Mysteries of Cove: Fires of Invention by J. Scott Savage
Trenton Colman is a creative thirteen-year-old boy with a knack for all things mechanical. But his talents are viewed with suspicion in Cove, a steam-powered city built inside a mountain. In Cove, creativity is a crime and invention is a curse word. Kallista Babbage is a repair technician and daughter of the notorious Leo Babbage, whose father died in an explosion an event the leaders of Cove point to as an example of the danger of creativity.
Working together, Trenton and Kallista learn that Leo Babbage was developing a secret project before he perished. Following clues he left behind, they begin to assemble a strange machine that is unlikely anything they’ve ever seen before. They soon discover that what they are building may threaten every truth their city is founded on and quite possibly their very lives.
Trenton and Kallista hunt for clues and slowly assemble Leo Babbage’s invention. Meanwhile, Trenton tries to hide his secret life from his friends and family. Trenton is a genius with machinery, but a bit dense with his relationship with girls. Kallista has a brusque and standoffish personality. She’s not really likeable at all. You feel bad for her home life and past, but it’s obvious why she doesn’t have any other friends.
Fires of Invention is the first in an exciting new scifi/fantasy series for middle readers. The world is fascinating and inspired. The mystery behind Cove is well worth the wait and completely unpredictable. The story is evenly paced, as suspense builds the longer it takes Trenton and Kallista to build the machine. And the finale is thrilling and captivating. I look forward to the next in this series.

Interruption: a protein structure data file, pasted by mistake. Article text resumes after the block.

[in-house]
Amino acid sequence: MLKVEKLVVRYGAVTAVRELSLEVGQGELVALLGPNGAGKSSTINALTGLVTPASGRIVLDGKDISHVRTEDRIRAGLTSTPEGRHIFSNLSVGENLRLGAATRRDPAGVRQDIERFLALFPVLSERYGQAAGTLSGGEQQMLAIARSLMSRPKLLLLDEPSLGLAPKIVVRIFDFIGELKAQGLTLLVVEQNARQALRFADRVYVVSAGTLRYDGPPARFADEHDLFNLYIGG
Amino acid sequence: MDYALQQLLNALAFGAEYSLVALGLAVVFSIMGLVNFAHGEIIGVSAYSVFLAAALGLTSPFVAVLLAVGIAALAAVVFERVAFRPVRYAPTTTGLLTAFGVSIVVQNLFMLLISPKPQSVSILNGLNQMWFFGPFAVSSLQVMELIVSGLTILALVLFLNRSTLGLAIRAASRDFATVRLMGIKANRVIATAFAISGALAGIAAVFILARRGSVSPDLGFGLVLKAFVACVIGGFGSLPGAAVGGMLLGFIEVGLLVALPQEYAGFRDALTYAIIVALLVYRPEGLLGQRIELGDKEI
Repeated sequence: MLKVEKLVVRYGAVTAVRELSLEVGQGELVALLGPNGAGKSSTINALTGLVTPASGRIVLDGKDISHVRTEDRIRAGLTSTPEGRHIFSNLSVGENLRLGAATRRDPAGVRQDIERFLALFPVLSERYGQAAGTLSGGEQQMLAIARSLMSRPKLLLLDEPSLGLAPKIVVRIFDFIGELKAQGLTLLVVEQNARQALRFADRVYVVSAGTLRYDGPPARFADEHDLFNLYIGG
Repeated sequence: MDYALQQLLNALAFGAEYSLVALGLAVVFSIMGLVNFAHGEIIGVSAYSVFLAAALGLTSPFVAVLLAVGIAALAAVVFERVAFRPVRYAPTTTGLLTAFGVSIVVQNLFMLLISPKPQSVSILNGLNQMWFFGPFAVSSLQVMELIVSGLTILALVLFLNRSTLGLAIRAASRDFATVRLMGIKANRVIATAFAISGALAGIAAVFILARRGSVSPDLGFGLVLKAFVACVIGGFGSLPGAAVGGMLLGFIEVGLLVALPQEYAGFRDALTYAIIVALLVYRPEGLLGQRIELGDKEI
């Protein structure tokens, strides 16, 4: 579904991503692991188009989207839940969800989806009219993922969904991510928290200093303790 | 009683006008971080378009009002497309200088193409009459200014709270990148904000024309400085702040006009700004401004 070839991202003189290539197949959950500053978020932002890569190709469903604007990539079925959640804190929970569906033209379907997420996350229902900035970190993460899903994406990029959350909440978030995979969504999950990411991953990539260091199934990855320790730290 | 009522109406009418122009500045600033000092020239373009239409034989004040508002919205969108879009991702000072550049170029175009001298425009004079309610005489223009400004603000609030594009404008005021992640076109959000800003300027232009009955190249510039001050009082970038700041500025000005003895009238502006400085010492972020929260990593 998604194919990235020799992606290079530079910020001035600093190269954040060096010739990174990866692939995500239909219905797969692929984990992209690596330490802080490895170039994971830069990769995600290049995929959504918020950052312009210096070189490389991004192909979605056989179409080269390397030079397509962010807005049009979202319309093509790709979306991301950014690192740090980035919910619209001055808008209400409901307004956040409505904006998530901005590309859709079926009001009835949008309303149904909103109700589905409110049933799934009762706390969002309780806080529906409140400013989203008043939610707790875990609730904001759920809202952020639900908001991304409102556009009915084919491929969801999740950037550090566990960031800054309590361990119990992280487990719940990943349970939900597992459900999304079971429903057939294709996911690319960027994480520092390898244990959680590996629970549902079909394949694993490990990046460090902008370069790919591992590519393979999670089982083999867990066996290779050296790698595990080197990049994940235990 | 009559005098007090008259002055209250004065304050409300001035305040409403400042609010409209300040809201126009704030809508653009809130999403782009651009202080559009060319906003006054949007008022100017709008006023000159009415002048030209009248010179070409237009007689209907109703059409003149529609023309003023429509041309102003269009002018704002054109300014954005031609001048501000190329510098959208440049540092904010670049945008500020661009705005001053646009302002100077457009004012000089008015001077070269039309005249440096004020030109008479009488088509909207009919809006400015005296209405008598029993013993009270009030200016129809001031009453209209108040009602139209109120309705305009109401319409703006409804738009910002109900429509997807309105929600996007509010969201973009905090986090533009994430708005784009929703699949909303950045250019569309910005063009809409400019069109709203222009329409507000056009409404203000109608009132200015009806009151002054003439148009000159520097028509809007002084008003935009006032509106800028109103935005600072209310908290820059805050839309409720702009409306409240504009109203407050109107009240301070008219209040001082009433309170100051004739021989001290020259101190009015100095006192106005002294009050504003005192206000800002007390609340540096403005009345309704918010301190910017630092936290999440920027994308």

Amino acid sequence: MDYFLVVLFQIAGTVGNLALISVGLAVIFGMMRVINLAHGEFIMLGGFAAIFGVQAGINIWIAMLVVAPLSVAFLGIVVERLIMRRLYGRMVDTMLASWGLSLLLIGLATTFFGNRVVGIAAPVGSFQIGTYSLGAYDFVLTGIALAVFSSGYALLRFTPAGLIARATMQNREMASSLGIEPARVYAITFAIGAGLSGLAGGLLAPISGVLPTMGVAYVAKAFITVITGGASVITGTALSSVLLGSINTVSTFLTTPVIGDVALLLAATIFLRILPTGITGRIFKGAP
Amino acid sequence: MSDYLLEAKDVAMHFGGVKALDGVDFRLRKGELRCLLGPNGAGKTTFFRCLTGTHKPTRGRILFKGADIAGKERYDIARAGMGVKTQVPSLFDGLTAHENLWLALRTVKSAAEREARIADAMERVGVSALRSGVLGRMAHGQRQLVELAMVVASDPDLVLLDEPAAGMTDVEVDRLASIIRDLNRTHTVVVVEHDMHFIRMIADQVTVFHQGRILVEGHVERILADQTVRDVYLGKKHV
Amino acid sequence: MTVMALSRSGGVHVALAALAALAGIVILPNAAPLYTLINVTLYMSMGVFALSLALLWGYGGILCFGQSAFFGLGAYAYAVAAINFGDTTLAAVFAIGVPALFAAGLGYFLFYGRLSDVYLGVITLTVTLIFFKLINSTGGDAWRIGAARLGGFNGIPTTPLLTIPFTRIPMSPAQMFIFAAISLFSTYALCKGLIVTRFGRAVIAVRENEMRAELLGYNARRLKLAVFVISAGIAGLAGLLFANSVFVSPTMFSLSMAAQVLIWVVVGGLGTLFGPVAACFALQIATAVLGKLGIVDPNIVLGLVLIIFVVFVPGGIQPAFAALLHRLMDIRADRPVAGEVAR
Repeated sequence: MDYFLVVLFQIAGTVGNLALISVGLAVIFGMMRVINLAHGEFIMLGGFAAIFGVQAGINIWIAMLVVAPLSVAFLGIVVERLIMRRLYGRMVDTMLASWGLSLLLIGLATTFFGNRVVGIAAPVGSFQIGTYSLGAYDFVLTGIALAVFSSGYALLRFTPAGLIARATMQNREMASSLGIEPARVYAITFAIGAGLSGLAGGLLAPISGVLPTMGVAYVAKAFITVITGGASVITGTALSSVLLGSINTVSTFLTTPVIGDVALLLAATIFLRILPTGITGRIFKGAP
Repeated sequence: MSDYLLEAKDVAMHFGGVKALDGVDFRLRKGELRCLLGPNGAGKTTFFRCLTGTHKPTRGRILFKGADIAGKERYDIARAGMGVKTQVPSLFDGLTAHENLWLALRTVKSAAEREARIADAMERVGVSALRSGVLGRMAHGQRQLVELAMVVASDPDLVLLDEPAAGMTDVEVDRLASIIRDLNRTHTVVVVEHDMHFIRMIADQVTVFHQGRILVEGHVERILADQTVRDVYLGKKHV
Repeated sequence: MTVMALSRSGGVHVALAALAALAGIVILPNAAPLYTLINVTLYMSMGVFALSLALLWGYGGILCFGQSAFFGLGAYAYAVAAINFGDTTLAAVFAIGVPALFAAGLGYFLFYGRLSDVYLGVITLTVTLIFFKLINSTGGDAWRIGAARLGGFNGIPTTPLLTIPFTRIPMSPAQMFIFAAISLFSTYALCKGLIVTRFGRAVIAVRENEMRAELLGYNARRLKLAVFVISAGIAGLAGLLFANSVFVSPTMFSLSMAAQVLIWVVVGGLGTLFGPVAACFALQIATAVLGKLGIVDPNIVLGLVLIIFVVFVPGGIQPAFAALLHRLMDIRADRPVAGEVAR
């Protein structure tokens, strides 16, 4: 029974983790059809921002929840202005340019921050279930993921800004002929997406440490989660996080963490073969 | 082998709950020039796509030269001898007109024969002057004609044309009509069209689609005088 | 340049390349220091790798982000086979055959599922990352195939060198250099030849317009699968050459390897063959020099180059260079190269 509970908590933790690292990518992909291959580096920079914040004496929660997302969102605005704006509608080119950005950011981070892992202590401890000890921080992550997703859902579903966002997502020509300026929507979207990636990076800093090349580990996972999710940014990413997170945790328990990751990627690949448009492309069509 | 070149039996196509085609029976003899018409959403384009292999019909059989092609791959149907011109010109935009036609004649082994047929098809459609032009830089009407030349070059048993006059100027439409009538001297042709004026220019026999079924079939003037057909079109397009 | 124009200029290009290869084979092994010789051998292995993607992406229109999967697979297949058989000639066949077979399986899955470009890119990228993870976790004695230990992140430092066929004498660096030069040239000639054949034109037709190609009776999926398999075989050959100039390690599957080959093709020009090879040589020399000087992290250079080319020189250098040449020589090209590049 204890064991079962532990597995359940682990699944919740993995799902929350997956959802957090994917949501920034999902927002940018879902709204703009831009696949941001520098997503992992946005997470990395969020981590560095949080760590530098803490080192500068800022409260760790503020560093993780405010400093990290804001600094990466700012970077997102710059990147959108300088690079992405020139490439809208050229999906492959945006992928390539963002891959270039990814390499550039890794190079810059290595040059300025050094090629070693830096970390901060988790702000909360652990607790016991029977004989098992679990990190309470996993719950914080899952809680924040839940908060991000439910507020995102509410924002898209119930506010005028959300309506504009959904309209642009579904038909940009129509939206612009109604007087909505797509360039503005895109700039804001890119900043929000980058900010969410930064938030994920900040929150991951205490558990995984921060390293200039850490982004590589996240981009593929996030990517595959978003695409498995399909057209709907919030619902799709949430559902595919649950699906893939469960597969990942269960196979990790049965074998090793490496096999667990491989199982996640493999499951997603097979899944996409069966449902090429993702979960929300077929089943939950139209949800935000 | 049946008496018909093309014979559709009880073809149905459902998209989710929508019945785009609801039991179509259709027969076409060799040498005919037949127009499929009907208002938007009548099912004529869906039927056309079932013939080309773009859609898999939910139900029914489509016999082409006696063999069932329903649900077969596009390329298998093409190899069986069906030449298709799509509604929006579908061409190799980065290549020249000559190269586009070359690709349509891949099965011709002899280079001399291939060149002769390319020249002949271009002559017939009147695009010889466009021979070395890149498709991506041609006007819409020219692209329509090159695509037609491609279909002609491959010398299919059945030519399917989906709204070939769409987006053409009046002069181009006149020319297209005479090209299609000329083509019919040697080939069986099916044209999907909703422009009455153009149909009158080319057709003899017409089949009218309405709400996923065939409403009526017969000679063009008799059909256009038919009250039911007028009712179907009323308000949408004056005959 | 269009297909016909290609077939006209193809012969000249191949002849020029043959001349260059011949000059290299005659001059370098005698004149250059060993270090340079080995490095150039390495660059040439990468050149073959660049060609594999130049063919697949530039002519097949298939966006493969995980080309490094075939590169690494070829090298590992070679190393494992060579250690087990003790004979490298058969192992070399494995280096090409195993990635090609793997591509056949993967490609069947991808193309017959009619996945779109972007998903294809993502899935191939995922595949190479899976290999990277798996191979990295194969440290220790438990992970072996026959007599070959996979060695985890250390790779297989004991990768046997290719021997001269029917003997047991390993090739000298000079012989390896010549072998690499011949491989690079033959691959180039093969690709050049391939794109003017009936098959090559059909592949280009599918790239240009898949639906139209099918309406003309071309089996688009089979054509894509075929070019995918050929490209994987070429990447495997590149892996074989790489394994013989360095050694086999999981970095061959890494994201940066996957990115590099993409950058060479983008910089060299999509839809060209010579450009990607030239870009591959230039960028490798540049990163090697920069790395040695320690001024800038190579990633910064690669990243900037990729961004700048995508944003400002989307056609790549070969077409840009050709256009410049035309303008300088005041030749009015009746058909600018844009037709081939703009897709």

The Copper Gauntlet by Holly Black and Cassandra Clare
Callum Hunt’s summer break isn’t like other kids’. His closest companion is a Chaos-ridden wolf, Havoc. His father suspects him of being secretly evil. And, of course, most kids aren’t heading back to the magical world of the Magisterium in the fall.
It’s not easy for Call… and it gets even harder after he checks out his basement and discovers that his dad might be trying to destroy both him and Havoc.
Call escapes to the Magisterium – but things only intensify there. The Alkahest – a copper gauntlet capable of separating certain magicians from their magic – has been stolen. And in their search to discover the culprit, Call and his friends Aaron and Tamara awaken the attention of some very dangerous foes – and get closer to an even more dangerous truth.
Call was told he he’s actually not some innocent boy, but supposedly an evil magician reborn inside his body. But he doesn’t feel evil. And he has no memory from this other person. He cares about his family, friends and chaos-ridden wolf. And when Call hears that the Magisterium may kill his father for stealing a dangerous artifact, he decides to flee school and help his father.
The Copper Gauntlet is the second installment in the Magisterium fantasy series for middle readers on up. Harry Potter fans will definitely want to check out this series. With engaging characters, quirky creatures, and fascinating magical worldbuilding – this series is now a must-read for me. The sequel is just as fast-paced and exciting as the first novel. The next book can’t come soon enough.